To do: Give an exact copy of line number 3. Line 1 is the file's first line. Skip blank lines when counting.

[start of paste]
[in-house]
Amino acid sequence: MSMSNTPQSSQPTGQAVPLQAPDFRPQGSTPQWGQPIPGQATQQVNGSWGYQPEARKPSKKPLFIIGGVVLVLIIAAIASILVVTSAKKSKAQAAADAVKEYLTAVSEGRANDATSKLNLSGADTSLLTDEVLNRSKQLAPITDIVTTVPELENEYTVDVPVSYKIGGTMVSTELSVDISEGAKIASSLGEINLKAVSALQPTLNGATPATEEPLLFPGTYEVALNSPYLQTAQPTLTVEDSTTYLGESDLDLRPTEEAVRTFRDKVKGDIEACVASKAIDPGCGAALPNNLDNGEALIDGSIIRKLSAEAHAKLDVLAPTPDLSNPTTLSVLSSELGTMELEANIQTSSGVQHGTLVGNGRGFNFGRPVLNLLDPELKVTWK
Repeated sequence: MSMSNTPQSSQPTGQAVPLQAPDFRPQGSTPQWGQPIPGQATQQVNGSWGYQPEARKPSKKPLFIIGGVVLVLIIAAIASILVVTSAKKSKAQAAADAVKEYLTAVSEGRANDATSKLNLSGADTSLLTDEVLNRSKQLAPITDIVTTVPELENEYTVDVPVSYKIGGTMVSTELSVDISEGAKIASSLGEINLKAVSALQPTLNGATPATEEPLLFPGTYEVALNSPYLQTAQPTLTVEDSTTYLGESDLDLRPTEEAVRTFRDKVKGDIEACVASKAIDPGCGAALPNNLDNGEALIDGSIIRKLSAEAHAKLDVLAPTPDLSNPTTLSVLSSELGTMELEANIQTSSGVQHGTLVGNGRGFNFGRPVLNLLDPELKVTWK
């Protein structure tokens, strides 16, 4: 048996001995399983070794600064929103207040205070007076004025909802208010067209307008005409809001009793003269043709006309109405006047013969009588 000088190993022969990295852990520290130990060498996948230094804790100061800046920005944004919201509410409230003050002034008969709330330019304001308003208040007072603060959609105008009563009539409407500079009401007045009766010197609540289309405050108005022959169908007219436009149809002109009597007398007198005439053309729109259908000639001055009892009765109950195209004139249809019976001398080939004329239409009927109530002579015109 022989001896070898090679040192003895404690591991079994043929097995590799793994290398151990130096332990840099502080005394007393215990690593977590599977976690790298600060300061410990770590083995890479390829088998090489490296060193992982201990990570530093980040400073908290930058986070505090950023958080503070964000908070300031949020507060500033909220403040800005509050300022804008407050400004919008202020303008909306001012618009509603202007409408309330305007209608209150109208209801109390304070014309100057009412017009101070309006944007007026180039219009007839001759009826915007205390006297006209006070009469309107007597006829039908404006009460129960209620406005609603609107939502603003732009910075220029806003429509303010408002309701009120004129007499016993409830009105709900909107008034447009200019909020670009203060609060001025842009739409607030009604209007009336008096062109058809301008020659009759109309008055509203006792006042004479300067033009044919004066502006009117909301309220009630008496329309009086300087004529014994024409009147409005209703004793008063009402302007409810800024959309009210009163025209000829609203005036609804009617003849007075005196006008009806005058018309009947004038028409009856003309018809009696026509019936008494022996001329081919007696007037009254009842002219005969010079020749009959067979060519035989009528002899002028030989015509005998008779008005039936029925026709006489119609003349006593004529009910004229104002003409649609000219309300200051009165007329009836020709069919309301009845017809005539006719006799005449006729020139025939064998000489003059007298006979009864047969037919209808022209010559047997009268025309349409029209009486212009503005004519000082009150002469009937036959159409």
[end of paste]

Repeated sequence: MSMSNTPQSSQPTGQAVPLQAPDFRPQGSTPQWGQPIPGQATQQVNGSWGYQPEARKPSKKPLFIIGGVVLVLIIAAIASILVVTSAKKSKAQAAADAVKEYLTAVSEGRANDATSKLNLSGADTSLLTDEVLNRSKQLAPITDIVTTVPELENEYTVDVPVSYKIGGTMVSTELSVDISEGAKIASSLGEINLKAVSALQPTLNGATPATEEPLLFPGTYEVALNSPYLQTAQPTLTVEDSTTYLGESDLDLRPTEEAVRTFRDKVKGDIEACVASKAIDPGCGAALPNNLDNGEALIDGSIIRKLSAEAHAKLDVLAPTPDLSNPTTLSVLSSELGTMELEANIQTSSGVQHGTLVGNGRGFNFGRPVLNLLDPELKVTWK